JU: We’re fairly aggressive about fixing the bugs users report, so one of our motivations for releases is to get those fixes out to users—it makes users happy to see bugs they reported fixed, it makes it easier for us to troubleshoot with fewer changes between releases, and killing bugs in the wild helps us spend less time on bug reports and more time on development.

SF: What was the first big thing that happened for your project?

JU: What happened was a collection of many small things rather than one big thing. Many war games have VASSAL modules before they’re even published in hard copy these days, which is something I never expected. It dawned on me that we were having an impact on the hobby when I started to see VASSAL module designers being thanked in the credits for printed games.

SF: What helped make that happen?

JU: Game designers deciding to use VASSAL for play testing.

SF: What was the net result for that event?

JU: It’s gotten VASSAL much more exposure in the board gaming community, but it’s also helped grow the hobby. We hear constantly from people who bought a game because they saw the VASSAL module or because they realized they could now play the monster game for which they lack table space. That’s good for us, good for game players, and good for game designers and publishers—good for everyone in the hobby.

SF: What is the next big thing for VASSAL Engine?

JU: The next major version is VASSAL 4.

SF: How long do you think that will take?

JU: I’m asked this often and I always try to dodge it. The most accurate thing I can say is that our current release, 3.2, is getting attention for bug fixes only now and I’m focusing the bulk of my own development efforts on VASSAL 4. In short, I don’t know when you’ll see V4 but I do know it will be next.

SF: Do you have the resources you need to make that happen?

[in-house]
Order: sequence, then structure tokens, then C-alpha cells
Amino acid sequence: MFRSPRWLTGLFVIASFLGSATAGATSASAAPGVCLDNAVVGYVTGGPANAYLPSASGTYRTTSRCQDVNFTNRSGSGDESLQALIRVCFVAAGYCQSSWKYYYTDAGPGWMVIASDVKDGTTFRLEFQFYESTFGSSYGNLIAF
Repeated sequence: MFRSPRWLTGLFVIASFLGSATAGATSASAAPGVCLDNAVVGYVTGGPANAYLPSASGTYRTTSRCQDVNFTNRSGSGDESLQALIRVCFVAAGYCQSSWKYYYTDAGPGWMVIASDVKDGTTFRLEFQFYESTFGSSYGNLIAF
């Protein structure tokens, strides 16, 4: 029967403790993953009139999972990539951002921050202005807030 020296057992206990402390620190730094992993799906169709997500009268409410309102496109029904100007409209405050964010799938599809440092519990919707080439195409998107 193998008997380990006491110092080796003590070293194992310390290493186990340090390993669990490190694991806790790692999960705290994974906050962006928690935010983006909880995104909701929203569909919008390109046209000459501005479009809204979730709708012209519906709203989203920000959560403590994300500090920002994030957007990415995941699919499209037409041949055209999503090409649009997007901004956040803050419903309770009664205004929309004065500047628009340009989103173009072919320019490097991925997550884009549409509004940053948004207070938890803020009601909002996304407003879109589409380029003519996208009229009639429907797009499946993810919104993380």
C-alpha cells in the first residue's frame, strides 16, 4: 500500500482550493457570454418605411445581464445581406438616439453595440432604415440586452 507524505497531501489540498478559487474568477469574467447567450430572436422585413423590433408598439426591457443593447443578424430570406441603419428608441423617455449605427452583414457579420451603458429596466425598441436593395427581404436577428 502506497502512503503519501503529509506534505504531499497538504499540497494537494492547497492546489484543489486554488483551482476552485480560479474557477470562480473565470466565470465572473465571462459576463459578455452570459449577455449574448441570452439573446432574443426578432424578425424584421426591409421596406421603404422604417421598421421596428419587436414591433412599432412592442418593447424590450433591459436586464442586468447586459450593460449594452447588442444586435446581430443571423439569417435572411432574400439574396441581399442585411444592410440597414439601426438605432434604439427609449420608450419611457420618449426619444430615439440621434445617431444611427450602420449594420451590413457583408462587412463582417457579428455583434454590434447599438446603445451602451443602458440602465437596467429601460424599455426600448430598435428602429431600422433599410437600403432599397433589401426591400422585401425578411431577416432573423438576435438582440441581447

JU: Partially. I’m aiming for us to have Android, iOS, and web clients for V4, in addition to Mac, Linux, and Windows clients that we have now. As a team, we don’t have all that much expertise with tablets or web apps right now. More developers, especially ones familiar with those areas, would expedite things a bit.

SF: If you had it to do over again, what would you do differently for VASSAL Engine?

JU: From 2009 to 2012—the period when 3.2 was in development—we were adding new features, but we were also getting a torrent of bug reports from the bug reporting tool we added to 3.1. Both experiences made us reflect on the overall design of VASSAL. It became clear that some design choices that were appropriate in 1997 weren’t in the 2010’s. But the main thing I learned was that we need a clearly defined specification (for the module designer API) so we can tell whether a behavior is actually a bug. VASSAL is in an odd position in that some of our users are game module designers and some are game players. It means that VASSAL is a client for some people and a library for others. Because VASSAL is extensible, module designers are constantly finding creative ways to do things, and we’ve increasingly found ambiguous situations where fixing an apparent bug for one module designer breaks another designer’s module. Providing a proper spec should help with that.

SF: Any reason you can’t do that now?

JU: We’re planning to do all of that in VASSAL 4.

Categories: Open Source

Google Summer of Code new organizations - Part Five

Google Open Source Blog - Fri, 08/01/2014 - 20:00
We have two additional Google Summer of Code organizations to spotlight this week, LabLua and Code Combat.  Both are new to the program in 2014. Read below for more information about the exciting projects their students have taken on this summer.
lablua.pngLabLua is a lab at PUC-Rio dedicated to research on programming languages with an emphasis on the Lua language. Lua is a powerful, fast, lightweight, embeddable scripting language that has been used in many industrial applications, and on many embedded systems and games.